We see nothing wrong with being a minx. Nonetheless, Cambridge Audio has shaved it from the moniker for the second generation of the previously named Minx Air wireless speakers.
The numeral in the new Air 200’s name represents a claimed 200W delivered by its Class D digital amplifier.
That clout is emitted via a pair of Cambridge Audio’s 57mm BMR drivers, the same as found in their £1000 Aeromax 6 floorstanding speakers, a 16.5cm woofer (with a bass port disguised cunningly as a handle).
It is fairly weighty – 5.1kg to be precise – which makes it feel like you’re handling something worthy of the price. We like the design too: understated and uncomplicated, in keeping with Cambridge Audio’s hallmark aesthetic.
All you see from its fascia is a modest company logo and an LED indicator shining from behind the grille. On its rump are left and right auxiliary inputs, a 3.5mm jack, ethernet port and a dial for bass adjustment.
On its head, ten buttons: five for internet radio presets, two for source changing, another pair for volume tweaking and the all-important on/off button.
There is a remote control included, which performs the same functions as on the unit itself, and also accesses five extra presets. We find the Air 200 is best and most easily controlled using the free app.
It is also through this colourful, fresh-looking app you are able to access internet radio and change EQ settings more freely.
Connecting via AirPlay, Bluetooth or Spotify Connect is straightforward. Network connection without an Apple device is a more cumbersome web-based operation, but nonetheless needs doing only once.
More after the break
Once set up, we play Vennart’s The Demon Joke. The opening track Two Five Five perfectly shows off the Air 200’s power: the soundscape created by those first expansive chords is painted with bold strokes and a wealth of bass weight.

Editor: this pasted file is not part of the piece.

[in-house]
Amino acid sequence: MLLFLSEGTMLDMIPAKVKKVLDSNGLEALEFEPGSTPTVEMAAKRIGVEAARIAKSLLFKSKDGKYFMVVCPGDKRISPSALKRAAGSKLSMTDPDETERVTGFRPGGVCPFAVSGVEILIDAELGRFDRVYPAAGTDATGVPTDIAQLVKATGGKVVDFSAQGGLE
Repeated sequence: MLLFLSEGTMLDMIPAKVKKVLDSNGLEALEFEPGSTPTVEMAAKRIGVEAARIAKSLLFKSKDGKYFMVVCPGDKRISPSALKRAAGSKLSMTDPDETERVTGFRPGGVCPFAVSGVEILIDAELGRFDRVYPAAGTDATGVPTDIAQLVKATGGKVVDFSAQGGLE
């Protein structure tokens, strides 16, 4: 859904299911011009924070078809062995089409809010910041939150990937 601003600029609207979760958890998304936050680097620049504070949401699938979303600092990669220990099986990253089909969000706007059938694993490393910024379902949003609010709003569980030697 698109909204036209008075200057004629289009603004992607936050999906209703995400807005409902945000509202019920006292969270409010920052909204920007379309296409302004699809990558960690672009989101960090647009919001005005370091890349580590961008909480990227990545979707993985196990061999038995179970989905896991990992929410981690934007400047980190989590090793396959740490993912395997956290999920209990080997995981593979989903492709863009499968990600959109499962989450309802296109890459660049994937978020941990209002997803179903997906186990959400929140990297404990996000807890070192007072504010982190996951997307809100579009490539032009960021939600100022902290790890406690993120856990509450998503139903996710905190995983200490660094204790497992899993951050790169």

Despite that low end, there is still a decent balance without needing to tamper with the EQ. Besides, the bass adjustment tool tends to be rather heavy-handed.
There is a good sense of timing as well: the harsh stomp of Doubt, for example, is played as a regimental march that isn’t slowed by the anchoring low end but channels energy from the punch the Air 200 packs.
Changes in rhythm are well tracked, giving proper effect to Mike Vennart’s often purposefully awkward time signatures.
When the album arrives at the more delicate Don’t Forget The Joker, the Air 200 is ably tactful. There is still great body to instruments and Vennart’s voice, but the speaker is aware enough dynamically to carry the song rather than drive it.
It is a versatile and powerful performance, but we’d like a little more from the subtle dynamics and expression
It would also help if the Air 200 were better organised in terms of layering the parts. There is a good amount of detail, but it isn’t always clearly separated. When we compare it with the B&W Zeppelin Wireless, the differences are noticeable: the Zeppelin is more spacious, with better detail, dynamics and organisation.
But it is also £100 dearer and isn’t capable of the same room-filling power as the Air 200. Likewise, pitting it against the five-star Sonos Play:5, this time only £30 more expensive, highlights both strengths and weaknesses.
The Sonos is considerably more closed in, but is capable of more expression and subtler dynamics.